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International HPV Awareness Day

Wednesday 4 March, 2020

March 4th is International HPV Awareness Day.

If you’re aged 25-74 and have a cervix, you need a Cervical Screening Test every five years – it detects human papillomavirus (HPV) before it can develop into cancer. If you’ve already received the HPV vaccine, it’s still important to take part in regular cervical screening.

  • Your first Cervical Screening Test is due two years after your last Pap test.
  • If it’s been more than two years, talk to your doctor or nurse about getting screened as soon as possible.
  • After your first Cervical Screening Test, you will only need screening every five years.

Busting the top three myths around HPV

In December 2017, Australia’s National Cervical Screening Program changed to improve early detection and save more lives – now the two-yearly Pap test has been changed to a five-yearly Cervical Screening Test.

The new Cervical Screening Test detects HPV, the key risk factor in the development of cervical cancer.

The improved test means that more women will be told they have HPV. There is a lot of misinformation and stigma surrounding HPV, which can cause feelings of uncertainty and anxiety; so we’ve asked Kate Broun, Screening, Early Detection and Immunisation Manager at Cancer Council Victoria to give us the facts.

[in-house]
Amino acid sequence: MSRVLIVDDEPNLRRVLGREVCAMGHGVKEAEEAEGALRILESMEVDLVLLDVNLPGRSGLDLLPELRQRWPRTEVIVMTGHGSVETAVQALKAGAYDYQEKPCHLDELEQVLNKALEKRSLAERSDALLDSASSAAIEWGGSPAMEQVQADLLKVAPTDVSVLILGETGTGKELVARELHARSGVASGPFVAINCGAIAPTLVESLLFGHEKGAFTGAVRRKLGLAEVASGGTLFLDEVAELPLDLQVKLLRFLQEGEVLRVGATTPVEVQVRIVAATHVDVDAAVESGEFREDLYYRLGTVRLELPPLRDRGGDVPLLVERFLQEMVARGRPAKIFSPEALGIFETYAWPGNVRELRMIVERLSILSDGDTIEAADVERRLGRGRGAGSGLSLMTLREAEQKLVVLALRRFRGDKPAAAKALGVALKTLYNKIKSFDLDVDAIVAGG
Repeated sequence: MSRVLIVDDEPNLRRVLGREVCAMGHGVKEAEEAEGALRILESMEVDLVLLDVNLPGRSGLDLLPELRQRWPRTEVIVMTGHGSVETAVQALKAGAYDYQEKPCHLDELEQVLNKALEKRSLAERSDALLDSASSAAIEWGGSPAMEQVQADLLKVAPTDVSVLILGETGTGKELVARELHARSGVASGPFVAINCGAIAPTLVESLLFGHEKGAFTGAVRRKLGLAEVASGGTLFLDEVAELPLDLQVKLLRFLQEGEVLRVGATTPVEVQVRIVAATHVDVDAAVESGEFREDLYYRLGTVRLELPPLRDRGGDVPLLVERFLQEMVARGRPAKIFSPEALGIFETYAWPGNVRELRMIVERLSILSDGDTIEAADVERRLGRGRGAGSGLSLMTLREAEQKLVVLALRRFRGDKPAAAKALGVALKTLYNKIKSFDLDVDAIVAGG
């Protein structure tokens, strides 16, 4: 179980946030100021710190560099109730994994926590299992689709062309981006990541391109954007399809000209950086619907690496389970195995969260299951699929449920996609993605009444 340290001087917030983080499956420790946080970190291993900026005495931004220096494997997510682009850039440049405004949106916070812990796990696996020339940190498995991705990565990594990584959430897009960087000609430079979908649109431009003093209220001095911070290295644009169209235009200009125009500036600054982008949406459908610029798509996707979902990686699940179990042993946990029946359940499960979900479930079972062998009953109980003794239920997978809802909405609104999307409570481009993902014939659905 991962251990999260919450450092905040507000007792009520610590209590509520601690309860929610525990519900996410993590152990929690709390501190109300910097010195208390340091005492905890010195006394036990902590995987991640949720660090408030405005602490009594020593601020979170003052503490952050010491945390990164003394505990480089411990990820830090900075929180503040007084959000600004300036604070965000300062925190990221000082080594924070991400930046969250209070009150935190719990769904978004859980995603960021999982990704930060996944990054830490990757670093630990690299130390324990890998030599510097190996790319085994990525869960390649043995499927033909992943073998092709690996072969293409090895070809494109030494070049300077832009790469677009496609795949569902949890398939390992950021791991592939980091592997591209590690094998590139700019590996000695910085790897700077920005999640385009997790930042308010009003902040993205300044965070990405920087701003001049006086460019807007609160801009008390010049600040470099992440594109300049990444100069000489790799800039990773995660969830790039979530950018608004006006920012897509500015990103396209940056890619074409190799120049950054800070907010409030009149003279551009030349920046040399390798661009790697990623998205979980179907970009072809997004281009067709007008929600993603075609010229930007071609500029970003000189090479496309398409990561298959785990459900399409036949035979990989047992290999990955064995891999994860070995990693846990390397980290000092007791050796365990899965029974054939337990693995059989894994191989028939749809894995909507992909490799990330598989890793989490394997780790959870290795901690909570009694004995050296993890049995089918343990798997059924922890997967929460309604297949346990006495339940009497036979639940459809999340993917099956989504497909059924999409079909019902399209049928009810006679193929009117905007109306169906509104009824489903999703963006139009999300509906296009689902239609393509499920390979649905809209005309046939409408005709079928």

Fact: The new test will show if you have a high-risk HPV type

The new test feels the same as the old Pap test and follows the same process of a doctor or nurse taking a sample of cells from your cervix. The difference is that instead of looking for cell changes in your cervix, the new Cervical Screening Test looks for HPV.

There are well over 100 types of HPV, but only about a dozen of them are known to cause cancer. The test looks for these types. It will also specifically identify if HPV types 16 or 18 are present – these are the two most high-risk types of HPV commonly associated with cervical cancer.

If HPV is found, additional tests will be done on the sample cells. Your doctor or nurse will let you know what will happen next – it could be a repeat test in 12 months, or a follow-up procedure called a colposcopy.

Remember that HPV infections usually clear on their own by the body’s immune system, and most abnormal cells are not cervical cancer and can usually be treated quickly and painlessly – so you may have nothing to worry about.

Fact: Most people have HPV at some point in their life

It is estimated that over 80% of people will be infected with HPV at some point in their life. HPV is a virus that is spread by genital skin-to-skin contact and is so common that it could be considered a regular part of being sexually active.

HPV can be inactive in a person’s cells for months or years; so for many, it is impossible to determine when and from whom HPV was contracted.

Condoms are an important barrier to many sexually transmitted infections, but offer limited protection against HPV as they do not cover all of the genital skin. As HPV lives on the skin, it is not only spread through penetrative sex.

Fact: HPV has no symptoms

Many people will have HPV at some point in their lives and never know, as there are usually no symptoms. Most HPV infections are cleared by the body’s immune system, without causing any problems. However, persistent infection with certain types of HPV can cause abnormal cell changes which, if left untreated, can lead to cervical cancer.


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